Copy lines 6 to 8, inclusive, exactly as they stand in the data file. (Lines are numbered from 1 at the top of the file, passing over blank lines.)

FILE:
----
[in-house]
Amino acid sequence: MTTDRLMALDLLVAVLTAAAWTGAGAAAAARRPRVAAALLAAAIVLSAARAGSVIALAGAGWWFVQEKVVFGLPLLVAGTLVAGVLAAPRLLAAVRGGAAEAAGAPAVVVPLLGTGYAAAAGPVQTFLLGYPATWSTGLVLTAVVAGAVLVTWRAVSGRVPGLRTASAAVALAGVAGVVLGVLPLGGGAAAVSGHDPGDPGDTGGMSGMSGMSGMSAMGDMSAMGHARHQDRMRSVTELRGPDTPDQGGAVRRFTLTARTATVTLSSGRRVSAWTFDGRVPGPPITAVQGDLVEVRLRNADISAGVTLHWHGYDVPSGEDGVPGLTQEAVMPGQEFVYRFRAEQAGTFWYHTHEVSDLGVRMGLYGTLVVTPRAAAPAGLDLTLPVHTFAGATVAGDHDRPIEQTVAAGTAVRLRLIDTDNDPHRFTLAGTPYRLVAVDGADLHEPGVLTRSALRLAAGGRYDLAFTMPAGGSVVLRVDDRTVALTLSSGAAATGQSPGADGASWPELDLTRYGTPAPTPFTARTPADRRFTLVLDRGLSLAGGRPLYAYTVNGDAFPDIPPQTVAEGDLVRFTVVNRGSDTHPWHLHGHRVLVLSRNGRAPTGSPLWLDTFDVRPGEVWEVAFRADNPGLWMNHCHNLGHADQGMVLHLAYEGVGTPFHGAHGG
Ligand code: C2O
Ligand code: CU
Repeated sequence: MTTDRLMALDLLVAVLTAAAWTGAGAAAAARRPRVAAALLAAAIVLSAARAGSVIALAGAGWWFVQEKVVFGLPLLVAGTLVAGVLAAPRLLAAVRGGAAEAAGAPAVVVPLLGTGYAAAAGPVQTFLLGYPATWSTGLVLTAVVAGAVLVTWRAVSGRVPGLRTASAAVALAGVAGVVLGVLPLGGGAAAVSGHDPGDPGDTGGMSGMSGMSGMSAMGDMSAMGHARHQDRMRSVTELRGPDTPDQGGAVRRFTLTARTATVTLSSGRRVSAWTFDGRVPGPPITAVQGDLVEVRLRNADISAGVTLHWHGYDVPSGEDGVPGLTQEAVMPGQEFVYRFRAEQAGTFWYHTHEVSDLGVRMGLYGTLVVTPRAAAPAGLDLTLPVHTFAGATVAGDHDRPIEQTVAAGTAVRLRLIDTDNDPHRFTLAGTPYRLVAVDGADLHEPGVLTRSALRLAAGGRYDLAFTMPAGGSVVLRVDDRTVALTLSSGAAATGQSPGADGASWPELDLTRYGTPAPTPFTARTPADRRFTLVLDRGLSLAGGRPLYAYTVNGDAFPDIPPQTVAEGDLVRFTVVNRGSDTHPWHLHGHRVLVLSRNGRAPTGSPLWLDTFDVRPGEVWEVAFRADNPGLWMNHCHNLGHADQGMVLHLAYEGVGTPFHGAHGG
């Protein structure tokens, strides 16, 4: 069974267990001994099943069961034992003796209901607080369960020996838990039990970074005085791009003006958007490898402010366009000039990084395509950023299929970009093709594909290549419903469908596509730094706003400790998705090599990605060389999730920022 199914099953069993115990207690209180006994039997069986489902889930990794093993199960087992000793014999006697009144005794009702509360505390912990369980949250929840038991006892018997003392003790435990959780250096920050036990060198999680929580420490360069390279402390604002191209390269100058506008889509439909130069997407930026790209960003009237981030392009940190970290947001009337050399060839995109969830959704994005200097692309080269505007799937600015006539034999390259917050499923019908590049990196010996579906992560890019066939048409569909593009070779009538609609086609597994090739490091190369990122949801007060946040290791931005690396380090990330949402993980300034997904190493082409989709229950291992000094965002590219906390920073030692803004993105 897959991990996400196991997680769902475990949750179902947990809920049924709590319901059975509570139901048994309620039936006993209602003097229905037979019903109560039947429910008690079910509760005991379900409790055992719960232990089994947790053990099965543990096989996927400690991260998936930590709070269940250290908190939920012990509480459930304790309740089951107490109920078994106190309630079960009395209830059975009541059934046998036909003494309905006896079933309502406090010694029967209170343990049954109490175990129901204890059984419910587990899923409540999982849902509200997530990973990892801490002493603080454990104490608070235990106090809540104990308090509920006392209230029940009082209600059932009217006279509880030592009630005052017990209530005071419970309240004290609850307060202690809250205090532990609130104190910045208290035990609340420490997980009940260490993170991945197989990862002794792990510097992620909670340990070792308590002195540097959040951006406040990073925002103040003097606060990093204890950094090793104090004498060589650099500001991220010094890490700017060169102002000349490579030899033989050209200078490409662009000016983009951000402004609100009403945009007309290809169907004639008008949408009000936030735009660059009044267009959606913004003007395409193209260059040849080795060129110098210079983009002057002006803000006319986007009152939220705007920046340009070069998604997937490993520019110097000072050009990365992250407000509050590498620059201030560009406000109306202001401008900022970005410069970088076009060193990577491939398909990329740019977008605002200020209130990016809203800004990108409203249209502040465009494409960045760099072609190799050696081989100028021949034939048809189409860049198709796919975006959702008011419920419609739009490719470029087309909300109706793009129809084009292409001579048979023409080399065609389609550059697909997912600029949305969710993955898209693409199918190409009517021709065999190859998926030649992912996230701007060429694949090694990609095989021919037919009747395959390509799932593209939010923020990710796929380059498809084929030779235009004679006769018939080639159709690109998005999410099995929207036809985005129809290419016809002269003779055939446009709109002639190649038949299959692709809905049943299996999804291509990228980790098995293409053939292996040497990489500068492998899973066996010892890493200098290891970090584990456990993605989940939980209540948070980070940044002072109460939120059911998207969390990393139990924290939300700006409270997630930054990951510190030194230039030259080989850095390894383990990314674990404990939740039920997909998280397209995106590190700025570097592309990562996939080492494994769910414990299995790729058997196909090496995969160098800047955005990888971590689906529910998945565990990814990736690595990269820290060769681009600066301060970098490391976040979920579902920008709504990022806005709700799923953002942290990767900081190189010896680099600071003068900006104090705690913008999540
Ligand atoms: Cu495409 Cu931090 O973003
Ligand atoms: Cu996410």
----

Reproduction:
């Protein structure tokens, strides 16, 4: 069974267990001994099943069961034992003796209901607080369960020996838990039990970074005085791009003006958007490898402010366009000039990084395509950023299929970009093709594909290549419903469908596509730094706003400790998705090599990605060389999730920022 199914099953069993115990207690209180006994039997069986489902889930990794093993199960087992000793014999006697009144005794009702509360505390912990369980949250929840038991006892018997003392003790435990959780250096920050036990060198999680929580420490360069390279402390604002191209390269100058506008889509439909130069997407930026790209960003009237981030392009940190970290947001009337050399060839995109969830959704994005200097692309080269505007799937600015006539034999390259917050499923019908590049990196010996579906992560890019066939048409569909593009070779009538609609086609597994090739490091190369990122949801007060946040290791931005690396380090990330949402993980300034997904190493082409989709229950291992000094965002590219906390920073030692803004993105 897959991990996400196991997680769902475990949750179902947990809920049924709590319901059975509570139901048994309620039936006993209602003097229905037979019903109560039947429910008690079910509760005991379900409790055992719960232990089994947790053990099965543990096989996927400690991260998936930590709070269940250290908190939920012990509480459930304790309740089951107490109920078994106190309630079960009395209830059975009541059934046998036909003494309905006896079933309502406090010694029967209170343990049954109490175990129901204890059984419910587990899923409540999982849902509200997530990973990892801490002493603080454990104490608070235990106090809540104990308090509920006392209230029940009082209600059932009217006279509880030592009630005052017990209530005071419970309240004290609850307060202690809250205090532990609130104190910045208290035990609340420490997980009940260490993170991945197989990862002794792990510097992620909670340990070792308590002195540097959040951006406040990073925002103040003097606060990093204890950094090793104090004498060589650099500001991220010094890490700017060169102002000349490579030899033989050209200078490409662009000016983009951000402004609100009403945009007309290809169907004639008008949408009000936030735009660059009044267009959606913004003007395409193209260059040849080795060129110098210079983009002057002006803000006319986007009152939220705007920046340009070069998604997937490993520019110097000072050009990365992250407000509050590498620059201030560009406000109306202001401008900022970005410069970088076009060193990577491939398909990329740019977008605002200020209130990016809203800004990108409203249209502040465009494409960045760099072609190799050696081989100028021949034939048809189409860049198709796919975006959702008011419920419609739009490719470029087309909300109706793009129809084009292409001579048979023409080399065609389609550059697909997912600029949305969710993955898209693409199918190409009517021709065999190859998926030649992912996230701007060429694949090694990609095989021919037919009747395959390509799932593209939010923020990710796929380059498809084929030779235009004679006769018939080639159709690109998005999410099995929207036809985005129809290419016809002269003779055939446009709109002639190649038949299959692709809905049943299996999804291509990228980790098995293409053939292996040497990489500068492998899973066996010892890493200098290891970090584990456990993605989940939980209540948070980070940044002072109460939120059911998207969390990393139990924290939300700006409270997630930054990951510190030194230039030259080989850095390894383990990314674990404990939740039920997909998280397209995106590190700025570097592309990562996939080492494994769910414990299995790729058997196909090496995969160098800047955005990888971590689906529910998945565990990814990736690595990269820290060769681009600066301060970098490391976040979920579902920008709504990022806005709700799923953002942290990767900081190189010896680099600071003068900006104090705690913008999540
Ligand atoms: Cu495409 Cu931090 O973003
Ligand atoms: Cu996410």